Mount Fuji: Where Climbers Connect to the World with Free Wi-Fi
Symbolic of Japan, Mount Fuji’s natural wonder has made it a muse for many, attracting visitors and climbers from near and afar, but now, thanks to a manmade technological marvel, it has more to offer admirers than ever before.
Situated on the border between Yamanashi and Shizuoka prefectures, Japan’s highest mountain, also a UNESCO World Cultural Heritage Site, has featured free Wi-Fi service since 2014. The two prefectures recently partnered to launch Wi-Fi on the mountain, enabling climbers to make use of Japanese telecom company DOCOMO’s network.
The aim of the joint initiative is to attract more international visitors to the mountain, which is one of Japan’s most popular destinations during the summer climbing season, as well as promote the other natural treasures and tourist attractions that lie in both prefectures. (According to Japan’s Ministry of the Environment, more than 285,000 people climbed Mount Fuji during the 2014 summer climbing season.)
Climb it, heart it, share it
“The aim for us is to give the opportunity to anyone climbing Mount Fuji to share their experience with the world as they are still on the mountain,” says Armina Dante, Coordinator for International Relations, International Affairs Division, Tourism Department, Yamanashi Prefectural Government.
“We hope that by seeing their friends and family members climbing Mount Fuji, more tourists will come to enjoy the beauties of our Prefecture. We also wish for people to take the time to discover other touristic spots in Yamanashi via the internet. Yamanashi is the land of Mount Fuji, but it also has a lot more to offer.”
“Having free Wi-Fi on Mount Fuji will encourage tourism by providing a service that might normally be difficult to obtain in a remote location,” adds Hideaki Nakazawa, Executive Director of the Japan National Tourism Organization’s office in Toronto, Canada. “Climbers will be able to stay connected, which will enhance their experience.”
Climbers can access the network from eight hotspots, including several trailheads in Yamanashi and Shizuoka that can be reached by vehicles, as well as Fuji’s 3,777-metre summit. Wi-Fi connectivity lasts for 72 hours from initial logon, and the service periods will differ by location: July 10 to September 10 at three major trailheads in Shizuoka, July 10 to September 14 at the Yoshida trailhead at the fifth station in Yamanashi, and July 10 to September 10 at the summit.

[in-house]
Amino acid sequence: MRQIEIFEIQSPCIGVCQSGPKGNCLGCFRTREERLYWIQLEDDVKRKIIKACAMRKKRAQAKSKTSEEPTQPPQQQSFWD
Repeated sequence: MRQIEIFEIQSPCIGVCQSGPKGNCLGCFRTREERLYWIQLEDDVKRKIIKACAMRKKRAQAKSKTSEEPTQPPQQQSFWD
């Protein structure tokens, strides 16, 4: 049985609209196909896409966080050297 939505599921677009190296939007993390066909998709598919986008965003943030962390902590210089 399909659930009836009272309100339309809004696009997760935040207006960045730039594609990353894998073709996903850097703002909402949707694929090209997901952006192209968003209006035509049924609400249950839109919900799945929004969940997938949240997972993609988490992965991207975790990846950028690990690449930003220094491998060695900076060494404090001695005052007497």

Of course, launching Wi-Fi on the mountain is as much about climber safety as it is about promoting tourism through shared experiences. Reaching Fuji’s peak, after all, isn’t without some potential peril. Climbing can be a tricky endeavour even on the tamest of mountains, and Mount Fuji also has something of a wild side; it happens to be an active stratovolcano (a tall, conical volcano composed of one layer of hardened lava, tephra, and volcanic ash characterized by a steep profile and periodic, explosive eruptions) that sits on a “triple junction” of tectonic activity, and researchers say it could be primed for an eruption due to a buildup of pressure from the 9.0-magnitude earthquake that struck Japan’s eastern coast in 2011. Fuji last erupted on December 16, 1707.
With that in mind, multilingual fliers containing information not only on how to access the service, but also links leading to: maps, information and videos on how to ascend and descend the mountain safely; suggested equipment; regulations and codes of conduct; weather reports; and important information about what to do in the event of volcanic activity, including an evacuation plan, are also distributed to mountain trekkers by both prefectures at various trailheads and mountain sites.
Imagery captured by UrtheCast’s Theia camera aboard the International Space Station. You can view more imagery of Mount Fuji on the UrtheCast gallery.
Jonathan Paul is a Toronto-based writer who’s into creativity, content, advertising, tech, comics, video games, film, TV, time and space travel.